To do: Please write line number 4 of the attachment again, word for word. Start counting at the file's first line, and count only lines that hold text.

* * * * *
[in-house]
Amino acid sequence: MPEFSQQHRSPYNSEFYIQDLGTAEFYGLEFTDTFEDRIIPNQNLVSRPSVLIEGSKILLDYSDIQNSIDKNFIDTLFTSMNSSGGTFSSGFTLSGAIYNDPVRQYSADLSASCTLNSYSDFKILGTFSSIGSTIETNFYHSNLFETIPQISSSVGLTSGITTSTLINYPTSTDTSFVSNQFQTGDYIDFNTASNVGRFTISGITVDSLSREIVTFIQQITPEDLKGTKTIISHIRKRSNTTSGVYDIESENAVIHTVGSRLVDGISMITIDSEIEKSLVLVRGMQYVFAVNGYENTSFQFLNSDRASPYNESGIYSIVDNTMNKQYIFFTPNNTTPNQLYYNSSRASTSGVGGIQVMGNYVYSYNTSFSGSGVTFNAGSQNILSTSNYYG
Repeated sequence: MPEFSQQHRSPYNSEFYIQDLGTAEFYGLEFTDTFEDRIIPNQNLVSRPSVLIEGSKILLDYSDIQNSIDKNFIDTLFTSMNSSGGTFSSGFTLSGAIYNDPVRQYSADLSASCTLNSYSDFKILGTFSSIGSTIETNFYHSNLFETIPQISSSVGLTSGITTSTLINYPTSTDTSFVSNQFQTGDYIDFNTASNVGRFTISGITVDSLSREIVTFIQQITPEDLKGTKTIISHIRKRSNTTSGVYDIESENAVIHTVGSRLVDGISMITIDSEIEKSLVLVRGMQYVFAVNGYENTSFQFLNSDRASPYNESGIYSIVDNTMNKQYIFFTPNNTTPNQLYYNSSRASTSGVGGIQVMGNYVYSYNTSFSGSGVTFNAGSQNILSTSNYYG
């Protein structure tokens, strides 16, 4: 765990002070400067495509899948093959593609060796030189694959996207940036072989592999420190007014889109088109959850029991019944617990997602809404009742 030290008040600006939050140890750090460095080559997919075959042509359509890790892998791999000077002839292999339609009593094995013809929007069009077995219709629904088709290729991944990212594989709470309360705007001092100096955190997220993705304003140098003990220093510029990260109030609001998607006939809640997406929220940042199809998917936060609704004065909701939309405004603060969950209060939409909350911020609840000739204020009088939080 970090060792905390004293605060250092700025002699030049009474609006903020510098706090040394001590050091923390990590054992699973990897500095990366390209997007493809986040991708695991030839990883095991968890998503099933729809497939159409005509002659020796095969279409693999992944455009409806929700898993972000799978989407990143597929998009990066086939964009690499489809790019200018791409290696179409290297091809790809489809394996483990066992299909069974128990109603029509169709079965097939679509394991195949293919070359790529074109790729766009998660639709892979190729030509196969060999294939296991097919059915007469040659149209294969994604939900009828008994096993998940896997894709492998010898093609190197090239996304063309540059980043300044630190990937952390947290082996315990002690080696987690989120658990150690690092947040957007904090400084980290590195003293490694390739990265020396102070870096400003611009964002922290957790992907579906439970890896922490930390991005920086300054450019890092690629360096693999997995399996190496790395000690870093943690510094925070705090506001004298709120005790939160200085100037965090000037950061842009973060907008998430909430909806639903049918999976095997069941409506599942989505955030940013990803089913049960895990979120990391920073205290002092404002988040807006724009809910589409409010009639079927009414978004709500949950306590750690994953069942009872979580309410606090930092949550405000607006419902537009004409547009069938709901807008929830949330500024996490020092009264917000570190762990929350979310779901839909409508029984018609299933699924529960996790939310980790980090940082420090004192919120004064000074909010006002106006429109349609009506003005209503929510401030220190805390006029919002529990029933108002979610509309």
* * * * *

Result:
């Protein structure tokens, strides 16, 4: 765990002070400067495509899948093959593609060796030189694959996207940036072989592999420190007014889109088109959850029991019944617990997602809404009742 030290008040600006939050140890750090460095080559997919075959042509359509890790892998791999000077002839292999339609009593094995013809929007069009077995219709629904088709290729991944990212594989709470309360705007001092100096955190997220993705304003140098003990220093510029990260109030609001998607006939809640997406929220940042199809998917936060609704004065909701939309405004603060969950209060939409909350911020609840000739204020009088939080 970090060792905390004293605060250092700025002699030049009474609006903020510098706090040394001590050091923390990590054992699973990897500095990366390209997007493809986040991708695991030839990883095991968890998503099933729809497939159409005509002659020796095969279409693999992944455009409806929700898993972000799978989407990143597929998009990066086939964009690499489809790019200018791409290696179409290297091809790809489809394996483990066992299909069974128990109603029509169709079965097939679509394991195949293919070359790529074109790729766009998660639709892979190729030509196969060999294939296991097919059915007469040659149209294969994604939900009828008994096993998940896997894709492998010898093609190197090239996304063309540059980043300044630190990937952390947290082996315990002690080696987690989120658990150690690092947040957007904090400084980290590195003293490694390739990265020396102070870096400003611009964002922290957790992907579906439970890896922490930390991005920086300054450019890092690629360096693999997995399996190496790395000690870093943690510094925070705090506001004298709120005790939160200085100037965090000037950061842009973060907008998430909430909806639903049918999976095997069941409506599942989505955030940013990803089913049960895990979120990391920073205290002092404002988040807006724009809910589409409010009639079927009414978004709500949950306590750690994953069942009872979580309410606090930092949550405000607006419902537009004409547009069938709901807008929830949330500024996490020092009264917000570190762990929350979310779901839909409508029984018609299933699924529960996790939310980790980090940082420090004192919120004064000074909010006002106006429109349609009506003005209503929510401030220190805390006029919002529990029933108002979610509309």